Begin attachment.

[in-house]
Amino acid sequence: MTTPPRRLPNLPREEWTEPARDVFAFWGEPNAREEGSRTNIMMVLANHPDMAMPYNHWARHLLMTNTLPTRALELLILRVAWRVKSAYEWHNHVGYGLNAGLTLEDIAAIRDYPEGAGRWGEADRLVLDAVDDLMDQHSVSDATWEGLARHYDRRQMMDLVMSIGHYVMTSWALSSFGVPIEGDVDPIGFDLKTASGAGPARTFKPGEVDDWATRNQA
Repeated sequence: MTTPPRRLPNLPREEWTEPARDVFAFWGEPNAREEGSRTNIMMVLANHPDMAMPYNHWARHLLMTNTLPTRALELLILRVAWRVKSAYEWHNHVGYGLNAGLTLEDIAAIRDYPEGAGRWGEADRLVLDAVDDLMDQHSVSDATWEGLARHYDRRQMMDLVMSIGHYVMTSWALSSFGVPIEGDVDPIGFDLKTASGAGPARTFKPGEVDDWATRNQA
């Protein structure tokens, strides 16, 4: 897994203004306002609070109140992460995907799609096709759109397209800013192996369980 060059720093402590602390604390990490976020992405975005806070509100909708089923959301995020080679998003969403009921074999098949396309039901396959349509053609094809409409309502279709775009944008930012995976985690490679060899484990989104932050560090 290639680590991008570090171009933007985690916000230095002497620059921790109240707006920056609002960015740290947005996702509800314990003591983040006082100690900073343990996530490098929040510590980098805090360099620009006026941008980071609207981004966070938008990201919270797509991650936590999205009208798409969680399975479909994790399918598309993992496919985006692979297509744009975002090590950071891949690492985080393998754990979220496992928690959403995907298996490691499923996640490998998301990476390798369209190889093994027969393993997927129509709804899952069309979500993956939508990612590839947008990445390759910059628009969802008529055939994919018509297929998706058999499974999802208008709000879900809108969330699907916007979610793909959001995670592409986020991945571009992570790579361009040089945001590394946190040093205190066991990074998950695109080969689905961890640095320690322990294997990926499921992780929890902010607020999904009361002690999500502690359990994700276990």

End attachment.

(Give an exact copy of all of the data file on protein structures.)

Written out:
[in-house]
Amino acid sequence: MTTPPRRLPNLPREEWTEPARDVFAFWGEPNAREEGSRTNIMMVLANHPDMAMPYNHWARHLLMTNTLPTRALELLILRVAWRVKSAYEWHNHVGYGLNAGLTLEDIAAIRDYPEGAGRWGEADRLVLDAVDDLMDQHSVSDATWEGLARHYDRRQMMDLVMSIGHYVMTSWALSSFGVPIEGDVDPIGFDLKTASGAGPARTFKPGEVDDWATRNQA
Repeated sequence: MTTPPRRLPNLPREEWTEPARDVFAFWGEPNAREEGSRTNIMMVLANHPDMAMPYNHWARHLLMTNTLPTRALELLILRVAWRVKSAYEWHNHVGYGLNAGLTLEDIAAIRDYPEGAGRWGEADRLVLDAVDDLMDQHSVSDATWEGLARHYDRRQMMDLVMSIGHYVMTSWALSSFGVPIEGDVDPIGFDLKTASGAGPARTFKPGEVDDWATRNQA
């Protein structure tokens, strides 16, 4: 897994203004306002609070109140992460995907799609096709759109397209800013192996369980 060059720093402590602390604390990490976020992405975005806070509100909708089923959301995020080679998003969403009921074999098949396309039901396959349509053609094809409409309502279709775009944008930012995976985690490679060899484990989104932050560090 290639680590991008570090171009933007985690916000230095002497620059921790109240707006920056609002960015740290947005996702509800314990003591983040006082100690900073343990996530490098929040510590980098805090360099620009006026941008980071609207981004966070938008990201919270797509991650936590999205009208798409969680399975479909994790399918598309993992496919985006692979297509744009975002090590950071891949690492985080393998754990979220496992928690959403995907298996490691499923996640490998998301990476390798369209190889093994027969393993997927129509709804899952069309979500993956939508990612590839947008990445390759910059628009969802008529055939994919018509297929998706058999499974999802208008709000879900809108969330699907916007979610793909959001995670592409986020991945571009992570790579361009040089945001590394946190040093205190066991990074998950695109080969689905961890640095320690322990294997990926499921992780929890902010607020999904009361002690999500502690359990994700276990």